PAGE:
Managing Risk and Rising Insurance Premiums in Commercial Real Estate

May 02, 2024

Managing Risk and Rising Insurance Premiums in Commercial Real Estate

Since 2017, commercial real estate insurance costs have risen an average of 7.5%, according to the Counselors of Real Estate, hosts of a recent discussion on how to manage rising premiums. Insurance costs as a percentage of income have more than doubled over the past five years, leading to higher operating costs and downward pressure on net operating income.

“We’ve seen a little stabilization enter the insurance market in 2023, but that’s after six or more years of disproportionately high premium increases,” says John Kempton, senior vice president with FHS Risk Management, an independent insurance and risk management company. “In some cases, premiums have increased 20% to 40%, and in places like California and Florida, we’ve seen triple digit increases.”

In 2023, insurance companies paid more than $100 billion in losses even though there wasn’t a major hurricane, Kempton says. High dollar insurance payouts are caused in part by increased construction costs and inflation.

Another issue, particularly for owners of multifamily, senior living and hospitality properties, is that the number of claims and the amounts paid for claims against casualty insurance have increased significantly.

“The main issue with the casualty side of insurance is severe jury verdicts that decide people need payouts of $10 million or $15 million even when the owners have negligible liability in the case,” Kempton says.

Solving that problem requires tort reform, Kempton says, which could take time. In the meantime, owners must adapt to a new insurance environment.

“Property owners experienced a long soft market for decades, so many owners bought lots of inexpensive coverage with low deductibles,” Kempton says. “Those days are over now. The old way of buying insurance is a relic of the past, so owners need to build new structures to manage risk.”

Solutions to Mitigate Insurance Woes

High insurance premiums, non-renewals and conditional renewals, such as those that stipulate owners must make specific property improvements, are challenges many commercial real estate owners face.

Some strategies to consider include:

  • Prepare for proper valuations. Insurance carriers are more focused on due diligence, Kempton says, so owners need to be prepared for a larger premium jump if their insurance is based on outdated values. In the past, some owners deliberately underestimated replacement costs to save money on premiums, Kempton says, but insurance companies are catching up now and are focused on value.
  • Gather data prior to a renewal. Insurance carriers rely on information from data analysis companies such as CoreLogic that may not be accurate, so owners should be ready with their own data on property values and replacement costs, Kempton says. This can be especially helpful if owners can show that replacement costs may be lower than the insurance carrier’s estimate.
  • Provide updates on property improvements. Owners who make improvements should let their insurance companies know so those changes can be incorporated into the renewal and premiums. For example, if you have a new roof on a property in Florida or California, your premiums could be substantially lower than if you have a 40-year-old roof, Kempton says.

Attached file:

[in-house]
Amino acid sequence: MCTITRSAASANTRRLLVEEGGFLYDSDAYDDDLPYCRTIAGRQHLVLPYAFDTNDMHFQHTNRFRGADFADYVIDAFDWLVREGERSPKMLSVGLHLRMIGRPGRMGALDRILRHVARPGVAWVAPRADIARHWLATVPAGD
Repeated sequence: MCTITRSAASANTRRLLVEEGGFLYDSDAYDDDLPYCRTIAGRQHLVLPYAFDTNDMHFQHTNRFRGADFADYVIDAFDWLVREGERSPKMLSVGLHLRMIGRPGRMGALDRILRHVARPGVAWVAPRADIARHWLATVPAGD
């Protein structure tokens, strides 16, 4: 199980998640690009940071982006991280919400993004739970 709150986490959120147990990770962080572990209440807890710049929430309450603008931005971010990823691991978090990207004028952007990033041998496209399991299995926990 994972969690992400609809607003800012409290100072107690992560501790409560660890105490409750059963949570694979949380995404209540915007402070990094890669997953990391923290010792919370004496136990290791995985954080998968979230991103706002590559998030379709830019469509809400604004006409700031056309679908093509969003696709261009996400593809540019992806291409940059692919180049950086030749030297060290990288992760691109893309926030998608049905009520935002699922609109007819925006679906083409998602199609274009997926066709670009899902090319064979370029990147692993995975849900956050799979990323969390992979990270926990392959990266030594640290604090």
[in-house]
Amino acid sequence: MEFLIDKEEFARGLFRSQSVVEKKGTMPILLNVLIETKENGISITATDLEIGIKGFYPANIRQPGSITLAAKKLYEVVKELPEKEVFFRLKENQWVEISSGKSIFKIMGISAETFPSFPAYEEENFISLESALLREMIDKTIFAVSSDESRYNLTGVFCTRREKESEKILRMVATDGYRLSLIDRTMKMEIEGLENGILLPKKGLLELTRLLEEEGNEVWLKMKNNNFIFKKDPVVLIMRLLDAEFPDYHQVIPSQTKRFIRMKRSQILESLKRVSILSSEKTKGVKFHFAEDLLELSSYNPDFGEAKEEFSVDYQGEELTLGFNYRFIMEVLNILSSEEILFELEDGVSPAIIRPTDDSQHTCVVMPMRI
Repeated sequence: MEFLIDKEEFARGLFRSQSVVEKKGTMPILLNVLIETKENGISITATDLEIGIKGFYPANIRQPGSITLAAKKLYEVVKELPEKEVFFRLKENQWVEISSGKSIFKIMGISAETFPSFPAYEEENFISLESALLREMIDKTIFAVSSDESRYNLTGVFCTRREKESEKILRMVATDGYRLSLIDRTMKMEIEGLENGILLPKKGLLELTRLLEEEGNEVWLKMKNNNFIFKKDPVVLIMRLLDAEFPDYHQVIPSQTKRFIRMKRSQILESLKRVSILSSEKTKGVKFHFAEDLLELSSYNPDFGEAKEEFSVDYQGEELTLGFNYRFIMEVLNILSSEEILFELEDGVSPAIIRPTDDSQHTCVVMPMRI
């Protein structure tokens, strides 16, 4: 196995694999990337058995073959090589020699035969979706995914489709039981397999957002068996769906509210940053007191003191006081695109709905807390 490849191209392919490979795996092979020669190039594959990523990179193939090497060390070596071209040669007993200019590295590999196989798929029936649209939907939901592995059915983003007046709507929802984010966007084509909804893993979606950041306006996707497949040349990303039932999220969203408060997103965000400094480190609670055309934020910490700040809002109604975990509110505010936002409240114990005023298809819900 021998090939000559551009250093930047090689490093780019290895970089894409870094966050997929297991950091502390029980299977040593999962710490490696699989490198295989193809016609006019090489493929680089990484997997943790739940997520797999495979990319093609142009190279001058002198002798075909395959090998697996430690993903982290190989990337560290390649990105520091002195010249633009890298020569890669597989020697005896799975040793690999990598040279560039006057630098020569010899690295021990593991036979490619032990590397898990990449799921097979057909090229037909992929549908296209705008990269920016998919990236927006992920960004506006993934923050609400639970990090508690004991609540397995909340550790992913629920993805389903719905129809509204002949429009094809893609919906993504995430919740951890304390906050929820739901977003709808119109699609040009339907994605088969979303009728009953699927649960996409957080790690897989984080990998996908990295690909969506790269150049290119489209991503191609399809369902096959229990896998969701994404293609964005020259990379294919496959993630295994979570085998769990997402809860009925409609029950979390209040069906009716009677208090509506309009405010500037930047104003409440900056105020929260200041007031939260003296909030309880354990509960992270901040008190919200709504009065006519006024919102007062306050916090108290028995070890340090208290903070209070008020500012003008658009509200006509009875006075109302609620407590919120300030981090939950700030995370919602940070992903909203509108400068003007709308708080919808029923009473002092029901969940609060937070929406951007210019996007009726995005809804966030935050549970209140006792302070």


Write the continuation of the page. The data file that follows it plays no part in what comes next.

• Evaluate your deductible. Determine how much of a deductible you can live with and make sure you have the funds to cover it. For example, if you anticipate a maximum of $500,000 in losses, prefund that internally. Your insurance premiums would be lower, and you can avoid making multiple claims that could increase your premiums or trigger an insurance non-renewal.
  • Consider aggregate deductibles. Insurance carriers for multifamily portfolios with 2,500 to 5,000 units or more expect a certain number of claims annually and will push owners for a deductible of $250,000 per occurrence so they don’t have to pay for every claim. Owners can offer an aggregate deductible of $500,000 or $1 million annually and be responsible for losses up to that limit before asking their insurance carrier to cover additional claims with a $100,000 deductible. One benefit of this idea, says Kempton, is that insurance premiums are a fixed cost. Self-insuring allows you to rollover leftover funds to pay for losses the following year.

Whether your premiums have risen, or you’ve had losses and it’s difficult to get insurance, alternative risk transfer strategies are available such as structured programs and integrated programs, says Aiden Joo, head of alternative risk transfer for Marsh, a global insurance and risk advisor company.

Structured programs are multiyear solutions with fixed premiums for budget certainty. You’re essentially setting up your own internal insurance company to manage a portion of some risks, including even some risks that can be difficult to insure such as wildfire and floods, Joo says. One benefit is the potential to have premiums returned after three years, which can then fund premiums in subsequent years.

Integrated programs, which can include multiple lines of insurance over a multiyear period, can offer lower premiums because of shared risk with the insurance carrier, Joo says.

To overcome insurance challenges, owners can raise their deductibles, provide insurance companies with quality data about property values and risks, and determine how much risk they can cover internally.